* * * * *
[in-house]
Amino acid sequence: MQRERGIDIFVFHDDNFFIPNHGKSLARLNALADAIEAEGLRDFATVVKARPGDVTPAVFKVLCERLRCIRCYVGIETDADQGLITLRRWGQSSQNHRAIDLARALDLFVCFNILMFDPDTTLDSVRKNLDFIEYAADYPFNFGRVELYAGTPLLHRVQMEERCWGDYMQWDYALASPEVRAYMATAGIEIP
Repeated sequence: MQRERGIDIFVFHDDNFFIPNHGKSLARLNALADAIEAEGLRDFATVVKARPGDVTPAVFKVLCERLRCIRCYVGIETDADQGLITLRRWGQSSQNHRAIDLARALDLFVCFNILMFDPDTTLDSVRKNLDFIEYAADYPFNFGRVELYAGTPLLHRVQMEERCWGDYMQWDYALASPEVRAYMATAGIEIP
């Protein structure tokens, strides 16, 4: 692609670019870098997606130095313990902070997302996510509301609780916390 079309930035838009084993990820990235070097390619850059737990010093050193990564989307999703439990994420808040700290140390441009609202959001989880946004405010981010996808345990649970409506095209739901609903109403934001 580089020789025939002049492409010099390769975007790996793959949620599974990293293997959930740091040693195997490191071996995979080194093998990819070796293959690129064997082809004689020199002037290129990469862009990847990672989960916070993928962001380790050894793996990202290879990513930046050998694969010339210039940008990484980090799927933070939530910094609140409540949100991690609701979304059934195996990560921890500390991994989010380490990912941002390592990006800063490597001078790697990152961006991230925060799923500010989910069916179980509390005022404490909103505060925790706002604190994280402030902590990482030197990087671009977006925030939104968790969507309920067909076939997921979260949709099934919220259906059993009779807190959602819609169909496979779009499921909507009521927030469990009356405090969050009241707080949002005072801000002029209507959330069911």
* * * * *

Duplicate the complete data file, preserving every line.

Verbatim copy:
[in-house]
Amino acid sequence: MQRERGIDIFVFHDDNFFIPNHGKSLARLNALADAIEAEGLRDFATVVKARPGDVTPAVFKVLCERLRCIRCYVGIETDADQGLITLRRWGQSSQNHRAIDLARALDLFVCFNILMFDPDTTLDSVRKNLDFIEYAADYPFNFGRVELYAGTPLLHRVQMEERCWGDYMQWDYALASPEVRAYMATAGIEIP
Repeated sequence: MQRERGIDIFVFHDDNFFIPNHGKSLARLNALADAIEAEGLRDFATVVKARPGDVTPAVFKVLCERLRCIRCYVGIETDADQGLITLRRWGQSSQNHRAIDLARALDLFVCFNILMFDPDTTLDSVRKNLDFIEYAADYPFNFGRVELYAGTPLLHRVQMEERCWGDYMQWDYALASPEVRAYMATAGIEIP
């Protein structure tokens, strides 16, 4: 692609670019870098997606130095313990902070997302996510509301609780916390 079309930035838009084993990820990235070097390619850059737990010093050193990564989307999703439990994420808040700290140390441009609202959001989880946004405010981010996808345990649970409506095209739901609903109403934001 580089020789025939002049492409010099390769975007790996793959949620599974990293293997959930740091040693195997490191071996995979080194093998990819070796293959690129064997082809004689020199002037290129990469862009990847990672989960916070993928962001380790050894793996990202290879990513930046050998694969010339210039940008990484980090799927933070939530910094609140409540949100991690609701979304059934195996990560921890500390991994989010380490990912941002390592990006800063490597001078790697990152961006991230925060799923500010989910069916179980509390005022404490909103505060925790706002604190994280402030902590990482030197990087671009977006925030939104968790969507309920067909076939997921979260949709099934919220259906059993009779807190959602819609169909496979779009499921909507009521927030469990009356405090969050009241707080949002005072801000002029209507959330069911």